It’s Just a Horse
By April D. Ray
I remember the first time it happened. I was just a kid, maybe eight or nine years old. I had fallen in love with the horse at the barn where I took lessons, and now he was for sale. His name was Sonny, a small chestnut of unknown breeding.
I don’t remember that much about him, but I do remember begging my parents to buy him, then of course being heartbroken when they gently explained that buying a horse just was not within our means. Not long after that, he left the barn and I was left with my first broken heart of many – a broken heart that differs from that of most people’s experience. It wasn’t because a boy had dumped me or told me he didn’t like me anymore. Horse heartbreak is much different and a feeling some of us are far too familiar with.
I can recount every single special horse that has come and gone in my life. I can tell you what I loved about each of them, maybe what I hated about them, but most importantly I can tell you what they taught me. Some have been tragic losses, some were happy endings, and some are too painful to recall.
This is a small sample of the horses I have been lucky enough to work with.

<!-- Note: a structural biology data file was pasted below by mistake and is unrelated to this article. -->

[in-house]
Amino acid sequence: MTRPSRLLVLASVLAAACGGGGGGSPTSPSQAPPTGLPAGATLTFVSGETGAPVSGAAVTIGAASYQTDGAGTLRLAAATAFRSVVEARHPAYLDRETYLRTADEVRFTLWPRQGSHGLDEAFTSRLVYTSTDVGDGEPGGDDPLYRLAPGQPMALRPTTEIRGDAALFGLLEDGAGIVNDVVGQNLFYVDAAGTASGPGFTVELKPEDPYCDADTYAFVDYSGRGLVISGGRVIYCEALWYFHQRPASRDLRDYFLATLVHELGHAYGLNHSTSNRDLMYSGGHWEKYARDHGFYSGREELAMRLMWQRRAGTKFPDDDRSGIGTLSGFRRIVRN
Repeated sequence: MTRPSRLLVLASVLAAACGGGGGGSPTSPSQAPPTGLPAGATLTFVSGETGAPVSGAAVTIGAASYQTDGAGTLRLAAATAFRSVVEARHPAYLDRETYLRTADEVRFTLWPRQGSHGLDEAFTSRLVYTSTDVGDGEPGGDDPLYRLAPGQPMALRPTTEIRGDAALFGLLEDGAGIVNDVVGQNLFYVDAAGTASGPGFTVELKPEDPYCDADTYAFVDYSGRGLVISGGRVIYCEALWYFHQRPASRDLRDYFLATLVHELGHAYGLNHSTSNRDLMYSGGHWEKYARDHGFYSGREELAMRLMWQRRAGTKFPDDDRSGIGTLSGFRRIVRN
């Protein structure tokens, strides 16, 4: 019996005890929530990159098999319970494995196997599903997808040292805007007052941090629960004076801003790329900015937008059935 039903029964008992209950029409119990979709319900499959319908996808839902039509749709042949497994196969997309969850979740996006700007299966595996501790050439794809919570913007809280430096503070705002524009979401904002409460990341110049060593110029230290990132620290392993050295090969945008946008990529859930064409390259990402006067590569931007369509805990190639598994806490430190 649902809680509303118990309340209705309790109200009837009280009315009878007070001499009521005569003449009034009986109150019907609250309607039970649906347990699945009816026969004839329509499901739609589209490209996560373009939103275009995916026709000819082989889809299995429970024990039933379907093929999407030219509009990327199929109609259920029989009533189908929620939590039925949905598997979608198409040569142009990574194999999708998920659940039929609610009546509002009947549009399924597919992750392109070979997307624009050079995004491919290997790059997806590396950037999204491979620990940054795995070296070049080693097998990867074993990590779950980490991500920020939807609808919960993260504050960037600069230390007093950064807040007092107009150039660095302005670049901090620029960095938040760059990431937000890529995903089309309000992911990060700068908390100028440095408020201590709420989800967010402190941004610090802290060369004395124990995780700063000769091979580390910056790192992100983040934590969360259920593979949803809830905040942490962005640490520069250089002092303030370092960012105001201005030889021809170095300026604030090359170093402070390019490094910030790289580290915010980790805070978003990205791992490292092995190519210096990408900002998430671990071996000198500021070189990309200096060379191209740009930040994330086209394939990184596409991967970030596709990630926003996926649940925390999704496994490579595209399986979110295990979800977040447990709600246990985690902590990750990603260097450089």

Some of you may say, “It’s just a horse.” In response I say that you just don’t get it, and I truly feel sorry for you because you’ll never know the bond that transpires between a person and a horse. You’ll never know the crazy and amazing things that happen when you teach each other skills, love, and life lessons, and when you end up spending more time with this horse than you do with anyone else in your life. You give your all and in return the good ones give just the same to you. You would think it would get easier each time, but in fact I find it just gets harder. It seems that with every horse that comes and goes in your life, their leaving digs up the past hurts from all the others, and you go through the heartbreaks of the past again.
Horses will always take a piece of me away with them, but what they taught me and gave me will help to fill that empty place they leave behind.
“Horses aren’t my whole life, they make my life whole.”
More horses of a lifetime.
Main photo: Erika Dales